In example #2, let’s say you have invited new friends over for dinner. There is a ritual to go along with this, and it is the Ritual of Welcome. This is when you have people over to your place for the first time, and you go through the steps of welcoming them to your home, showing them around the space in which you want them to roam, and offering them refreshment.
If you don’t do the Ritual of Welcome, your guests will feel weird. They won’t know where they are allowed in the house, they won’t feel like they belong in the space, and they may feel as though asking for refreshment is an imposition. They probably will not have a great time, at least not until they figure out all these variables through other means. The Ritual of Welcome is super important to making someone feel good about visiting you, which is why almost all of us do it without thinking about it.³
The Ritual of Introduction marks a change in personnel; it certifies your becoming a part of the new team. The Ritual of Welcome marks a change in status from “outsider” to “guest;” it certifies your guests becoming welcome in your home. Getting either of them wrong, deliberately or otherwise, has consequences. Not earth-shattering consequences, but consequences nonetheless for your quality of life.
These are just a couple of very, very common examples, and I find it useful to observe the world and see other rituals in action.
Pay Attention to Rituals!
To sum up, rituals are important, they mark key transitions, and they’re all around us. Keeping track of them is important, manipulating them can give you a degree of power, and understanding them can make your life a lot easier.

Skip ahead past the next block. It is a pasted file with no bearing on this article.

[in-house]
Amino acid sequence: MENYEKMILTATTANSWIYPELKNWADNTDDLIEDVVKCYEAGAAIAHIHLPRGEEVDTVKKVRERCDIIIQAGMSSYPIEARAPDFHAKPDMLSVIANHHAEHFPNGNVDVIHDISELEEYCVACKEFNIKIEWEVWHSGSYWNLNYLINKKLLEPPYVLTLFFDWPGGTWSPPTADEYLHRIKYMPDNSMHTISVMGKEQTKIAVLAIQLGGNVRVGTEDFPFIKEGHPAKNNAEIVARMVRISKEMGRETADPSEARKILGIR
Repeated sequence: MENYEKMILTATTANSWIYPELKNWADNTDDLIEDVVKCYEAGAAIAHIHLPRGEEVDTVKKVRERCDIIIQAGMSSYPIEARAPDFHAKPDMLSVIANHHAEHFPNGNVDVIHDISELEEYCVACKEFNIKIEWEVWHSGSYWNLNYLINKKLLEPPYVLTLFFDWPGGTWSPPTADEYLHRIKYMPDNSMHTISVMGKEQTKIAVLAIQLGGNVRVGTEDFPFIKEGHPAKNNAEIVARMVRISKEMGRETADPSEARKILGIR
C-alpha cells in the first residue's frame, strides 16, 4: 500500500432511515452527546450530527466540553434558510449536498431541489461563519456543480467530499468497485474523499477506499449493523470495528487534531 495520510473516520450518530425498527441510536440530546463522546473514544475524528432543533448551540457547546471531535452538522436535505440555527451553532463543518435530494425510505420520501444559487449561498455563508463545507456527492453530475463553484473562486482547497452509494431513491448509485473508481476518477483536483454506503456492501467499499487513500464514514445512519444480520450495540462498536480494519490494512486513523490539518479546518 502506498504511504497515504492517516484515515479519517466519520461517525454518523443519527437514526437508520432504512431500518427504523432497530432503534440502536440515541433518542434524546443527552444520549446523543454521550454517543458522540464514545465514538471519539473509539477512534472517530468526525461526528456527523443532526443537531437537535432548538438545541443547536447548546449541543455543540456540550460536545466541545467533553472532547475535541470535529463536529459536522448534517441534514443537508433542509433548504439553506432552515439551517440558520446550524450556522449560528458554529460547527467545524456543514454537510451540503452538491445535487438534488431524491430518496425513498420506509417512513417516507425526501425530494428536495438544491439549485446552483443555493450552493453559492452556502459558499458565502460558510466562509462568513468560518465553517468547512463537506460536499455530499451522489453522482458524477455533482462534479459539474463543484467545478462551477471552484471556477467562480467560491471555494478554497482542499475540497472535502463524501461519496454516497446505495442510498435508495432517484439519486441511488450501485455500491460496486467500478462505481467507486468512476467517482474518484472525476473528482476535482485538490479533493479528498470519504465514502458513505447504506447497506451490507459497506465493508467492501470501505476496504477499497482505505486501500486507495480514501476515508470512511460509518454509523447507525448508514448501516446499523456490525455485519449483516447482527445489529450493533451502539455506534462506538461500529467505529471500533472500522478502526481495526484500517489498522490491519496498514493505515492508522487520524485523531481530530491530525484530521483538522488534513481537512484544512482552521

Remember: the one thing that almost all of us desire above all else is certainty. Rituals provide that. You ignore common rituals at your own peril, because people don’t like it when uncertainty gets introduced to their worlds.
Correspondingly, it is worth it to spend a bit of time figuring out the rituals around you, understanding their point and purpose, and then deciding which ones you need to follow and which ones you can skip. You may also want to change a ritual or two, and that’s also a path worth pursuing — just remember you’ll have to do some explaining along the way! Changing the way the world works isn’t easy, and rituals are a big part of that.
So pay attention to rituals. They’re all around you, every day, and you perform many of them without even noticing it. They have a huge role in defining our social lives and explaining what we think of as reality — make sure you know what’s being defined, and what people around you think is real! And your ability to survive and thrive in the world will be better.
¹I’m actually planning a whole series of separate articles on power, because it’s a fascinating topic all on its own and it really is super important to understand how power works if you want to survive and thrive in life.
²Married people who elope: this is why some of your relatives were weird about it. You changed reality without following the ritual, and now they aren’t sure what’s real because the ritual didn’t happen.
³I fancy myself a good host, and I know for a fact that I have made friendships and salvaged family relationships based on a correct application of the Ritual of Welcome. It smooths over so many rough edges, it’s practically magic.